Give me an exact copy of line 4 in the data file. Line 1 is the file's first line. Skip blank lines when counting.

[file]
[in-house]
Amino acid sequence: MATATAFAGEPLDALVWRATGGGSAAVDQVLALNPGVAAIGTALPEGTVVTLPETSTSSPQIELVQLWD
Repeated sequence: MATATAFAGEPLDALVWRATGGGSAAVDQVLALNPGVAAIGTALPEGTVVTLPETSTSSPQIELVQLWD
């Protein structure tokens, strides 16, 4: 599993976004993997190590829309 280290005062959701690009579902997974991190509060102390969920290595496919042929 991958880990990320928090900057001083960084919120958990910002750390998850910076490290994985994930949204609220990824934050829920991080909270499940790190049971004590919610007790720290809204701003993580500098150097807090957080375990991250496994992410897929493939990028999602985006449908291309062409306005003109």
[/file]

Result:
């Protein structure tokens, strides 16, 4: 599993976004993997190590829309 280290005062959701690009579902997974991190509060102390969920290595496919042929 991958880990990320928090900057001083960084919120958990910002750390998850910076490290994985994930949204609220990824934050829920991080909270499940790190049971004590919610007790720290809204701003993580500098150097807090957080375990991250496994992410897929493939990028999602985006449908291309062409306005003109």